Singapore Bans the Advertisements of Fizzy Drinks to Curb the Problem of Diabetes

Singapore bans the advertisements of beverages, which have high content sugar, in order to fight against the disease in the city-state.
  • Kritika Agrawal Correspondent, Restaurant India
Singapore bans the advertisements of beverages, which have high content sugar, in order to fight against the disease in the city-state.

In the wake of rising cases of Diabetes in one of the world’s wealthiest countries, Singapore bans the advertisements of beverages, which have high content sugar, in order to fight against the disease in the city-state. Now producers of such beverages will not only have to stop advertising their drinks but also need to warn consumers about the risks it involves.

The Singapore Ministry announced this on Thursday and further announcements on this are expected next year. "We will introduce an advertising prohibition of product advertisements for the least healthy SSBs on all local mass media platforms, including broadcast, print, out-of-home and online channels," the health ministry said in a statement.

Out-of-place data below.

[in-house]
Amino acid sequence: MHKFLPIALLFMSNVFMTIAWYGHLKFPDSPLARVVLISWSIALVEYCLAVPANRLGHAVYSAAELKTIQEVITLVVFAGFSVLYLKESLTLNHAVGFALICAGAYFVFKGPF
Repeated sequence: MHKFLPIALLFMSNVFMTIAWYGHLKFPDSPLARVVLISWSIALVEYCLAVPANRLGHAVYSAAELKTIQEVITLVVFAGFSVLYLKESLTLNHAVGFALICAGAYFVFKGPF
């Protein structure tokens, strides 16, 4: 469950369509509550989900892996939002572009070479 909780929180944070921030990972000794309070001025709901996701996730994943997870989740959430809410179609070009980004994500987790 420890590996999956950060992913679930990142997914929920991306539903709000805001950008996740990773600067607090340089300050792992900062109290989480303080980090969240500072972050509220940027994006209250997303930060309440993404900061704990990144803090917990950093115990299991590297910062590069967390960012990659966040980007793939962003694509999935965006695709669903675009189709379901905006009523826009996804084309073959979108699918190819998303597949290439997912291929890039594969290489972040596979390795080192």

The country is also planning to introduce a complete ban on the sale of sugar sweetened beverages and is also considering levying taxes on producers who are involved in importing these beverages.

Beverage Giant, Coca-Cola welcomed this move and said would introduce less sweetened drinks in future. It also added that this move will not have any impact on their operations.

According to the International Diabetes Federation, 13.7% of adults suffer from diabetes in Singapore, which is one of the highest rates among developed nations.

In the past several countries have taken a similar action. While Mexico and Britain put restrictions of advertisements of such unhealthy drinks, this move by Singapore seems to have gone far from restricting. Singapore is now the first country to put a blanket ban on fizzy beverages which it believes is risking the lives its citizens. The reason for this ban is also because of its fast ageing population and the trend of eating street food in the country.

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